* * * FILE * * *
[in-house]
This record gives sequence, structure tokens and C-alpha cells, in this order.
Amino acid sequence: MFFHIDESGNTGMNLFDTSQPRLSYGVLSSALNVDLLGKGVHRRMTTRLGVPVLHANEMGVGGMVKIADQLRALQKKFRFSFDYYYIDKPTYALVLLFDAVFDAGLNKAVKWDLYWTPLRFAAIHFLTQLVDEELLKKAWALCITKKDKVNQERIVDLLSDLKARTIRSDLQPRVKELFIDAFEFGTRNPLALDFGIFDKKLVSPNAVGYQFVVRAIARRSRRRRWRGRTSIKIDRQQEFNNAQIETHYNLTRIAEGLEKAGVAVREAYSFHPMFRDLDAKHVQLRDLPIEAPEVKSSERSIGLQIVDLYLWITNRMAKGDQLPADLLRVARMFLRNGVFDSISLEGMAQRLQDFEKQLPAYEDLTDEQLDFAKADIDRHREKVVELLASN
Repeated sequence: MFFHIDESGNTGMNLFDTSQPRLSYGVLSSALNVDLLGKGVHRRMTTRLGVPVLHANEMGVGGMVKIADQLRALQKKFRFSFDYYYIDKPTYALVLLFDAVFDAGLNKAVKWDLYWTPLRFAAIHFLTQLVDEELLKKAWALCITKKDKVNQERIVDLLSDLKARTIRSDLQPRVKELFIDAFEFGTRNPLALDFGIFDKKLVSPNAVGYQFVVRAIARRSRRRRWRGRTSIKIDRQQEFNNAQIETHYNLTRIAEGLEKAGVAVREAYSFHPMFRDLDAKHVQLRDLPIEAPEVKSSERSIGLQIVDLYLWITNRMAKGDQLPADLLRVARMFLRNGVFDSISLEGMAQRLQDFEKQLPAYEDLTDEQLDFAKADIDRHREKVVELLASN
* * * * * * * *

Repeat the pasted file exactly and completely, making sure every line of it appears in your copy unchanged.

[in-house]
This record gives sequence, structure tokens and C-alpha cells, in this order.
Amino acid sequence: MFFHIDESGNTGMNLFDTSQPRLSYGVLSSALNVDLLGKGVHRRMTTRLGVPVLHANEMGVGGMVKIADQLRALQKKFRFSFDYYYIDKPTYALVLLFDAVFDAGLNKAVKWDLYWTPLRFAAIHFLTQLVDEELLKKAWALCITKKDKVNQERIVDLLSDLKARTIRSDLQPRVKELFIDAFEFGTRNPLALDFGIFDKKLVSPNAVGYQFVVRAIARRSRRRRWRGRTSIKIDRQQEFNNAQIETHYNLTRIAEGLEKAGVAVREAYSFHPMFRDLDAKHVQLRDLPIEAPEVKSSERSIGLQIVDLYLWITNRMAKGDQLPADLLRVARMFLRNGVFDSISLEGMAQRLQDFEKQLPAYEDLTDEQLDFAKADIDRHREKVVELLASN
Repeated sequence: MFFHIDESGNTGMNLFDTSQPRLSYGVLSSALNVDLLGKGVHRRMTTRLGVPVLHANEMGVGGMVKIADQLRALQKKFRFSFDYYYIDKPTYALVLLFDAVFDAGLNKAVKWDLYWTPLRFAAIHFLTQLVDEELLKKAWALCITKKDKVNQERIVDLLSDLKARTIRSDLQPRVKELFIDAFEFGTRNPLALDFGIFDKKLVSPNAVGYQFVVRAIARRSRRRRWRGRTSIKIDRQQEFNNAQIETHYNLTRIAEGLEKAGVAVREAYSFHPMFRDLDAKHVQLRDLPIEAPEVKSSERSIGLQIVDLYLWITNRMAKGDQLPADLLRVARMFLRNGVFDSISLEGMAQRLQDFEKQLPAYEDLTDEQLDFAKADIDRHREKVVELLASN